Published on 4/5/17 in HAPTIC.AL

The reality of life in the operating room is about to look more like virtual reality, as experts in clinical medicine at the University of Maryland, Baltimore (UMB) and colleagues with expertise in computing and imaging at the University of Maryland, College Park (UMCP) work together on life-saving technologies.

The medical experts demonstrated their latest virtual reality and augmented reality applications on March 27 to a small gathering at the Newseum in Washington, D.C.

Sarah Murthi, MD, associate professor at the University of Maryland School of Medicine (UMSOM) and trauma surgeon at the R Adams Cowley Shock Trauma Center let visitors see for themselves how an ultrasound examination looks with the addition of augmented reality.

With the help of volunteer “patient” Eric Lee, a research programmer at the UM Institute for Advanced Computer Studies (UMIACS) in College Park, Murthi demonstrated visualization headgear.

Using the headgear, doctors can keep eyes on the patient while seeing images of the ultrasound — and potentially much more information added to their view.

“Ultimately, you can imagine the whole medical staff wearing these masks. And then whoever wants to can see the imaging. Right now the entire room is trying to look at this one display, but if we could all actually see the images then we could do whatever else we need to do while we’re looking at it,” Murthi said.

She added that keeping all of the critical information about a patient in plain view might help avoid problems. “The other real thing that happens is that you’ll be all caught up in the imaging and meanwhile the patient’s blood pressure drops and they become unstable.”

Next to Murthi, colleague Caron Hong, MD, associate professor at UMSOM and a critical care anesthesiologist at Shock Trauma, helped visitors use virtual reality goggles to place an endotracheal tube through the mouth of a medical mannequin and into its airway. Intubation is a common procedure, used when a patient needs assistance breathing, that requires considerable practice to master.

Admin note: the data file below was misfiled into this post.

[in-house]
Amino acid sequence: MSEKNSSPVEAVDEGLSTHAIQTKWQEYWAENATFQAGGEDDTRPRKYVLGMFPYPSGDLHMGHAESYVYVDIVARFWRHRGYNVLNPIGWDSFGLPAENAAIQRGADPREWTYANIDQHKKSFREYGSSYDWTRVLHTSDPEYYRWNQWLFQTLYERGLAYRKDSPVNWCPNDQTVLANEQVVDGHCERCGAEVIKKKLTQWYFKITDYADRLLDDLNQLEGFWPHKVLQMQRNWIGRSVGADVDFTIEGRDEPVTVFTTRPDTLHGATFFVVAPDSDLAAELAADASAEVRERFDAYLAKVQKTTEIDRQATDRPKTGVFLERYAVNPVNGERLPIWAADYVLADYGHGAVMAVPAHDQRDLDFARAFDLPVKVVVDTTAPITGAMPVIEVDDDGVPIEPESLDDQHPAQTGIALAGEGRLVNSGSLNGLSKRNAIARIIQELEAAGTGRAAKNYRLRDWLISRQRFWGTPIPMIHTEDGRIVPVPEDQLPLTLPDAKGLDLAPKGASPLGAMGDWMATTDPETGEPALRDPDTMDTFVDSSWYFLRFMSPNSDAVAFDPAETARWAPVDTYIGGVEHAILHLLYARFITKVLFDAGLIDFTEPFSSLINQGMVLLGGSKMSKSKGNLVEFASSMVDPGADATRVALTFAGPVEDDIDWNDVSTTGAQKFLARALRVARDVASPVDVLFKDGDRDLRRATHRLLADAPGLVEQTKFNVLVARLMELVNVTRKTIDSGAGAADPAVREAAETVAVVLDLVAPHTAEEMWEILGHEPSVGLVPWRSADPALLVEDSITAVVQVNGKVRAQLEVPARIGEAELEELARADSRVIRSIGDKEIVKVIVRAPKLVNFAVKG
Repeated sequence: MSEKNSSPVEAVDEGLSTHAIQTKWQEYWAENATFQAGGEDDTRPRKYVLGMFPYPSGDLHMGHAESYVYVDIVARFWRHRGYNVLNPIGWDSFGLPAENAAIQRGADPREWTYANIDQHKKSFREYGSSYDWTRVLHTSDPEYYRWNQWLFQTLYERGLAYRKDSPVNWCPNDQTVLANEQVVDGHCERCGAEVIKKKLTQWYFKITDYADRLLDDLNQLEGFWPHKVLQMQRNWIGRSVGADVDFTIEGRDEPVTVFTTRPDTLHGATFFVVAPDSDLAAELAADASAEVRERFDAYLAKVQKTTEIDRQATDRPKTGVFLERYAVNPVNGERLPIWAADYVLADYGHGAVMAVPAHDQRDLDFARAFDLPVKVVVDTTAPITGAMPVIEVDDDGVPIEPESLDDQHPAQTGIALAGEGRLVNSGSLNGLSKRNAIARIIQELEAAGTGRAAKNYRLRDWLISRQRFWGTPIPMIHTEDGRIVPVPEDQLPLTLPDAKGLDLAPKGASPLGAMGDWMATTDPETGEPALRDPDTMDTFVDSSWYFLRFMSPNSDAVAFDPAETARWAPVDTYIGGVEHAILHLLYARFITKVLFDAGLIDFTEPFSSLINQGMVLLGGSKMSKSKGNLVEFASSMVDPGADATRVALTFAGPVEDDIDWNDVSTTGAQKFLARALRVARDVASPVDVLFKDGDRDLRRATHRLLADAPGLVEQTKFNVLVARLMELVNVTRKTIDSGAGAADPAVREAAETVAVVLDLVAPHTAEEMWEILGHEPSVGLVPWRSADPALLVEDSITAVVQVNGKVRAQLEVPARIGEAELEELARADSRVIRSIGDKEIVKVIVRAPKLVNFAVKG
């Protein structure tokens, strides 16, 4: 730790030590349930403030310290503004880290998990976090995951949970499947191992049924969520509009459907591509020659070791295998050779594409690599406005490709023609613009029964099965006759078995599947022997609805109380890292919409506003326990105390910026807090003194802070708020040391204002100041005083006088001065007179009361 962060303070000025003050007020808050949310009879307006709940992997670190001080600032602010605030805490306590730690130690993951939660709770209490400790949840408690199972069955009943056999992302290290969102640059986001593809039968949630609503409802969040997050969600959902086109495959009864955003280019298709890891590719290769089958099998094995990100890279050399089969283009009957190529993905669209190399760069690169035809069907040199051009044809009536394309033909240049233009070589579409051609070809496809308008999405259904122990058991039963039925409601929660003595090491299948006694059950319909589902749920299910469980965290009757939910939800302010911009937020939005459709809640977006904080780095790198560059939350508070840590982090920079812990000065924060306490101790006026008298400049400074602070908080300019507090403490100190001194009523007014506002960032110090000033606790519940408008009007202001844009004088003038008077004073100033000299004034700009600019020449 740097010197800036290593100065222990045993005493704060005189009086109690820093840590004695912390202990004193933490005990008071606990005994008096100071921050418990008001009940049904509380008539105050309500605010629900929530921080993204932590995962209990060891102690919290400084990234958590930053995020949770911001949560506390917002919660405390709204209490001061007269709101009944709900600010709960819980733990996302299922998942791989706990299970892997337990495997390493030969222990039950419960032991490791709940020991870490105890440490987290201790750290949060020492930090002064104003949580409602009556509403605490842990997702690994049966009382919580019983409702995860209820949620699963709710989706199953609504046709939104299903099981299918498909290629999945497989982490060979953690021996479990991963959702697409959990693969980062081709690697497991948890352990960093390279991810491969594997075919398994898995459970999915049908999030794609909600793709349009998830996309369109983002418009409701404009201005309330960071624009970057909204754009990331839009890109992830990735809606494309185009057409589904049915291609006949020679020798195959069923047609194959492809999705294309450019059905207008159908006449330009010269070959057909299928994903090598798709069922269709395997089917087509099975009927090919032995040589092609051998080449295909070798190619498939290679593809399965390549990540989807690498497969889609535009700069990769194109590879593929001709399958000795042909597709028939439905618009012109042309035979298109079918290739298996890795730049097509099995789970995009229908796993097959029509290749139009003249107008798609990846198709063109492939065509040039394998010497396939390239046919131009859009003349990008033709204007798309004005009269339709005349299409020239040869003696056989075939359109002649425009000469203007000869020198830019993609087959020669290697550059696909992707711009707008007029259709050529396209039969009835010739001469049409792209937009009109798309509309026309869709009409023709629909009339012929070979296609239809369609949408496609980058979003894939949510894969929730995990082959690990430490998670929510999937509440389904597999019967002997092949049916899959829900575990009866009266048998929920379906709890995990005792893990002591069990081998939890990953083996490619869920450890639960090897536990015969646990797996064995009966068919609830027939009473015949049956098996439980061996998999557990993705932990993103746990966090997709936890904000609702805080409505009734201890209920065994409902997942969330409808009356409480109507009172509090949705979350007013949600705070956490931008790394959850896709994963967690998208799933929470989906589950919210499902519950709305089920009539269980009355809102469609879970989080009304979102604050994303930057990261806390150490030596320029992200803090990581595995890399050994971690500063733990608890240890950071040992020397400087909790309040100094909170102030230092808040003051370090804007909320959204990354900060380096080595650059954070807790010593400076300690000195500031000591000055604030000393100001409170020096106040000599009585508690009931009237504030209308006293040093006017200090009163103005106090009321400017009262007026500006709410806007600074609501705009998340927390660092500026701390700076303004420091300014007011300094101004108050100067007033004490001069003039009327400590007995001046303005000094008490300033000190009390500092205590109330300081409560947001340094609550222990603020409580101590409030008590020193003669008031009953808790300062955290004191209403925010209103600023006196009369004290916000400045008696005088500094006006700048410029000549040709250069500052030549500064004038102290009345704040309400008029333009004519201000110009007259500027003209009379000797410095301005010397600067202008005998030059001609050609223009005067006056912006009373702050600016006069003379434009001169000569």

“It’s like driving a car with a trailer backing up,” complained Newseum President and CEO Jeffery Herbst as he gave the procedure a try.

Both doctors also stressed the great educational value of virtual and augmented reality. “Once this virtual world is created and it can rebroadcast in real time, a thousand people could watch at the same time and learn whatever lesson they needed to learn,” said Murthi.

Following the demonstrations, Murthi and collaboration partner Amitabh Varshney, PhD, professor of computer science, director, Augmentarium, and vice president for research at UMCP joined colleagues from other universities to share accomplishments and ideas.

Varshney explained that he and Murthi are working on several projects together. “One of them is looking at recreating the controlled chaos of the Shock Trauma Center by using immersive camera arrays,” he said. “By recording exactly what happens in Shock Trauma it would allow residents and interns to place themselves in the shoes of a surgeon and see what they are looking at and what decisions they are making as they are performing these surgeries.”